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A Collection of Emblemes

Ancient and Moderne: Quickened VVith Metricall Illvstrations, both Morall and Divine: And disposed into Lotteries, That Instruction, and Good Counsell, may bee furthered by an Honest and Pleasant Recreation. By George Wither

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Illvstr. XXIII.

[Old Sages by the Figure of the Snake]

Through many spaces, Time doth run,
And, endeth, where it first begun.

Old Sages by the Figure of the Snake
(Encircled thus) did oft expression make
Of Annuall-Revolutions; and of things,
Which wheele about in everlasting-rings;
There ending, where they first of all begun,
And, there beginning, where the Round was done.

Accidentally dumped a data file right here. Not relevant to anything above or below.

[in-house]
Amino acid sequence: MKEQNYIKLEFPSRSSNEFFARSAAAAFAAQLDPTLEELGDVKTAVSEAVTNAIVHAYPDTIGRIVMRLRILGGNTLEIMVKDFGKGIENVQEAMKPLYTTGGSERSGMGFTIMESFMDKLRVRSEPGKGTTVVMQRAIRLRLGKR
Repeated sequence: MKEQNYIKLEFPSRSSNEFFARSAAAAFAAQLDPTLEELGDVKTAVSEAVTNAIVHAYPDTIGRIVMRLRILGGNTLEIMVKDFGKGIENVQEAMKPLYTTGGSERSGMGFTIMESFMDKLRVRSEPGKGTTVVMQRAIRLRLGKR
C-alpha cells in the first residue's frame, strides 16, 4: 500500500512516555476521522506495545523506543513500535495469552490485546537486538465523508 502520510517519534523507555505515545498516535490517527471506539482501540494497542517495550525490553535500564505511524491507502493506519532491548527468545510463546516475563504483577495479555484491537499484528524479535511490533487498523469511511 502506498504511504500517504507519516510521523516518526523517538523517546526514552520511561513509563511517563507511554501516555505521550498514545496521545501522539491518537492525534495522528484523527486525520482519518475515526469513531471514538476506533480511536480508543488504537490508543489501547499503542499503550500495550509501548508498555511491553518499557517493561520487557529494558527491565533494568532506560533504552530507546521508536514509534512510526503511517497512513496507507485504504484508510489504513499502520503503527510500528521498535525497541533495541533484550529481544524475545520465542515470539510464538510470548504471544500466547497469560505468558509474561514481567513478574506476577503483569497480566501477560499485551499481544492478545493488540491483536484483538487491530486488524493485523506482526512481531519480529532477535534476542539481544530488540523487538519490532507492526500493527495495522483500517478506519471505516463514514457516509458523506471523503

Thus, doe the Planets; Thus, the Seasons doe;
And, thus, doe many other Creatures, too.
By minutes, and by houres, the Spring steales in,
And, rolleth on, till Summer doth begin:
The Summer brings on Autumne, by degrees;
So ripening, that the eye of no man sees
Her Entrances. That Season, likewise, hath
To Winter-ward, as leasurely a path:
And, then, cold Winter wheeleth on amaine,
Vntill it bring: the Spring about againe,
With all those Resurrections, which appeare,
To wait upon her comming, every yeare.
These Roundells, helpe to shew the Mystery
Of that immense and blest Eternitie,
From whence the Creatvre sprung, and, into whom
It shall, againe, with full perfection come,
When those Additions, it hath fully had,
Which all the sev'rall Orbes of Time can add.
It is a full, and fairely written Scrowle,
Which up into it selfe, it selfe doth rowle;
And, by Vnfolding, and, Infolding, showes
A Round, which neither End, nor entrance knowes.
And (by this Emblem) you may partly see,
Tis that which IS, but, cannot uttred be.